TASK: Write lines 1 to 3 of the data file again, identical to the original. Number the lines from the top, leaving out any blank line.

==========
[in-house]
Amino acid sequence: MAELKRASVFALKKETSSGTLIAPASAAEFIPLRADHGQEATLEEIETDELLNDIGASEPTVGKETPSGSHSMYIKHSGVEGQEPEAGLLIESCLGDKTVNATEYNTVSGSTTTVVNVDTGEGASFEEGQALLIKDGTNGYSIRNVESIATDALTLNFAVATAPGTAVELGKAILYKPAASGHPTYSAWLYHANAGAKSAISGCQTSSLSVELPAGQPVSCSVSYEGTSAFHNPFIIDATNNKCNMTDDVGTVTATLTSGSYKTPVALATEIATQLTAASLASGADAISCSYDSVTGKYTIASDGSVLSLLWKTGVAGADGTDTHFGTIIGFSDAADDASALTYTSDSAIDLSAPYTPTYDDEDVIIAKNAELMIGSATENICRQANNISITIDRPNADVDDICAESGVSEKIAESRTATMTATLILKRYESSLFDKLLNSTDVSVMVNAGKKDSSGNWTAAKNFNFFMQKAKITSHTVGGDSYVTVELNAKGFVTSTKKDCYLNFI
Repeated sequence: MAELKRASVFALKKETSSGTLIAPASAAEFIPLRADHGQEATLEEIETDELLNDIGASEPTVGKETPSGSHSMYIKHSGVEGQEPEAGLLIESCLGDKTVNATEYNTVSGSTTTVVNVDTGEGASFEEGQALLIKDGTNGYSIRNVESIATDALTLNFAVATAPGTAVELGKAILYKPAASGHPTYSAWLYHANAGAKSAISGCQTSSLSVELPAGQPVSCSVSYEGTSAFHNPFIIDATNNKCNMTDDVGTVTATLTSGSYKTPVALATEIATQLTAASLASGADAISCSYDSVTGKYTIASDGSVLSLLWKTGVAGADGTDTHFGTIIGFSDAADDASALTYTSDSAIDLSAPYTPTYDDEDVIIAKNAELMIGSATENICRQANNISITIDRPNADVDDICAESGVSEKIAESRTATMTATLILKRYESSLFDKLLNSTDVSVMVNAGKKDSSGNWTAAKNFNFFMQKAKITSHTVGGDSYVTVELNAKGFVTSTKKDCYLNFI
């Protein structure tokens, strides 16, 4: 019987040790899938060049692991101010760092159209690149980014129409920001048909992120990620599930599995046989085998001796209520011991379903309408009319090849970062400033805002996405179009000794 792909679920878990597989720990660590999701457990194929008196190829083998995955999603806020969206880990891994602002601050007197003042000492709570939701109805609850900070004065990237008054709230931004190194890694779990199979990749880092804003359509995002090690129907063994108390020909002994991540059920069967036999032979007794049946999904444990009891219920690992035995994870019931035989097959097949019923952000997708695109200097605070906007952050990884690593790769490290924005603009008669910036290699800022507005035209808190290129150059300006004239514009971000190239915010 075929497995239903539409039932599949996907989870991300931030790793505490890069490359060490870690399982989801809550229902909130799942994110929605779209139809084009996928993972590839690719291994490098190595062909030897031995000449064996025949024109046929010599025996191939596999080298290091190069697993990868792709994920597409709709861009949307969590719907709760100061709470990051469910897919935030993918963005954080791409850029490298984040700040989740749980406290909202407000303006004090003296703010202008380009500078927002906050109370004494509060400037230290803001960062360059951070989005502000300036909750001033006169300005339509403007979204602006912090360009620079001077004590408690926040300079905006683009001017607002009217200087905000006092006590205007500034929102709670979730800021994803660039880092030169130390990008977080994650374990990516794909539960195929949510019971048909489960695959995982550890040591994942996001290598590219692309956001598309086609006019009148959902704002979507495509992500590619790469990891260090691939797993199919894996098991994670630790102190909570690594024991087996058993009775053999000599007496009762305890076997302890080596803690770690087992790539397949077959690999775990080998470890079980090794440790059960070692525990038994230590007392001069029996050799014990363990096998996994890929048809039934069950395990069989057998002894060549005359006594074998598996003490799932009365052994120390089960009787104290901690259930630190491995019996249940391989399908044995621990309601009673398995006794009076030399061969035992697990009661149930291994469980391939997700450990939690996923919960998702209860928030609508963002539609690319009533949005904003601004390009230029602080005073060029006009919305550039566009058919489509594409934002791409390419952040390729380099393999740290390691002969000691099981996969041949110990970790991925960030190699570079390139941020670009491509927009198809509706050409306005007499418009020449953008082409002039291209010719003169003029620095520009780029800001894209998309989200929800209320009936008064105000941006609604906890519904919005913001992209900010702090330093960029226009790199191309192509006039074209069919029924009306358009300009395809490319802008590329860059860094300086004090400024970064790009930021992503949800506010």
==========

[in-house]
Amino acid sequence: MAELKRASVFALKKETSSGTLIAPASAAEFIPLRADHGQEATLEEIETDELLNDIGASEPTVGKETPSGSHSMYIKHSGVEGQEPEAGLLIESCLGDKTVNATEYNTVSGSTTTVVNVDTGEGASFEEGQALLIKDGTNGYSIRNVESIATDALTLNFAVATAPGTAVELGKAILYKPAASGHPTYSAWLYHANAGAKSAISGCQTSSLSVELPAGQPVSCSVSYEGTSAFHNPFIIDATNNKCNMTDDVGTVTATLTSGSYKTPVALATEIATQLTAASLASGADAISCSYDSVTGKYTIASDGSVLSLLWKTGVAGADGTDTHFGTIIGFSDAADDASALTYTSDSAIDLSAPYTPTYDDEDVIIAKNAELMIGSATENICRQANNISITIDRPNADVDDICAESGVSEKIAESRTATMTATLILKRYESSLFDKLLNSTDVSVMVNAGKKDSSGNWTAAKNFNFFMQKAKITSHTVGGDSYVTVELNAKGFVTSTKKDCYLNFI
Repeated sequence: MAELKRASVFALKKETSSGTLIAPASAAEFIPLRADHGQEATLEEIETDELLNDIGASEPTVGKETPSGSHSMYIKHSGVEGQEPEAGLLIESCLGDKTVNATEYNTVSGSTTTVVNVDTGEGASFEEGQALLIKDGTNGYSIRNVESIATDALTLNFAVATAPGTAVELGKAILYKPAASGHPTYSAWLYHANAGAKSAISGCQTSSLSVELPAGQPVSCSVSYEGTSAFHNPFIIDATNNKCNMTDDVGTVTATLTSGSYKTPVALATEIATQLTAASLASGADAISCSYDSVTGKYTIASDGSVLSLLWKTGVAGADGTDTHFGTIIGFSDAADDASALTYTSDSAIDLSAPYTPTYDDEDVIIAKNAELMIGSATENICRQANNISITIDRPNADVDDICAESGVSEKIAESRTATMTATLILKRYESSLFDKLLNSTDVSVMVNAGKKDSSGNWTAAKNFNFFMQKAKITSHTVGGDSYVTVELNAKGFVTSTKKDCYLNFI